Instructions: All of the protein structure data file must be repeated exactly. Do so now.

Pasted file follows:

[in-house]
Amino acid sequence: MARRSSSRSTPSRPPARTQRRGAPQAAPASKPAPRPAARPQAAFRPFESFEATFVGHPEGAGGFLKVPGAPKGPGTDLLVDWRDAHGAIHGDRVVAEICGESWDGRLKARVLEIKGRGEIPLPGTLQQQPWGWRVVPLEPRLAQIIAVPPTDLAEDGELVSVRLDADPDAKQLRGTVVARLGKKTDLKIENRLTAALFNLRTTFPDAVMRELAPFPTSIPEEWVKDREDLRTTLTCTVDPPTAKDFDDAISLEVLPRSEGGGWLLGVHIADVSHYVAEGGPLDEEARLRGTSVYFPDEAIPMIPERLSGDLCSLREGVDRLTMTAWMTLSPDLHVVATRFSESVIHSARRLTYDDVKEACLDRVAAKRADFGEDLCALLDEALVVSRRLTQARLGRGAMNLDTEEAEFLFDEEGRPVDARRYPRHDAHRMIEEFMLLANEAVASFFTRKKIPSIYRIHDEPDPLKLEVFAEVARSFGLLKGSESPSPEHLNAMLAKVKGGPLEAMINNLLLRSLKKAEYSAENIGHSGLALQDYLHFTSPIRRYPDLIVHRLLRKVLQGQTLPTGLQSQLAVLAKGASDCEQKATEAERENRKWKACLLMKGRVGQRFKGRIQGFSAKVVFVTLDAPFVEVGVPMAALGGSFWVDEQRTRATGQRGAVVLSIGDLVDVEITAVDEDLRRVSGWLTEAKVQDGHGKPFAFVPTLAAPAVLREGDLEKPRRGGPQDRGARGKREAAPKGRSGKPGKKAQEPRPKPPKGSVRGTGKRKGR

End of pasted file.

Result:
[in-house]
Amino acid sequence: MARRSSSRSTPSRPPARTQRRGAPQAAPASKPAPRPAARPQAAFRPFESFEATFVGHPEGAGGFLKVPGAPKGPGTDLLVDWRDAHGAIHGDRVVAEICGESWDGRLKARVLEIKGRGEIPLPGTLQQQPWGWRVVPLEPRLAQIIAVPPTDLAEDGELVSVRLDADPDAKQLRGTVVARLGKKTDLKIENRLTAALFNLRTTFPDAVMRELAPFPTSIPEEWVKDREDLRTTLTCTVDPPTAKDFDDAISLEVLPRSEGGGWLLGVHIADVSHYVAEGGPLDEEARLRGTSVYFPDEAIPMIPERLSGDLCSLREGVDRLTMTAWMTLSPDLHVVATRFSESVIHSARRLTYDDVKEACLDRVAAKRADFGEDLCALLDEALVVSRRLTQARLGRGAMNLDTEEAEFLFDEEGRPVDARRYPRHDAHRMIEEFMLLANEAVASFFTRKKIPSIYRIHDEPDPLKLEVFAEVARSFGLLKGSESPSPEHLNAMLAKVKGGPLEAMINNLLLRSLKKAEYSAENIGHSGLALQDYLHFTSPIRRYPDLIVHRLLRKVLQGQTLPTGLQSQLAVLAKGASDCEQKATEAERENRKWKACLLMKGRVGQRFKGRIQGFSAKVVFVTLDAPFVEVGVPMAALGGSFWVDEQRTRATGQRGAVVLSIGDLVDVEITAVDEDLRRVSGWLTEAKVQDGHGKPFAFVPTLAAPAVLREGDLEKPRRGGPQDRGARGKREAAPKGRSGKPGKKAQEPRPKPPKGSVRGTGKRKGR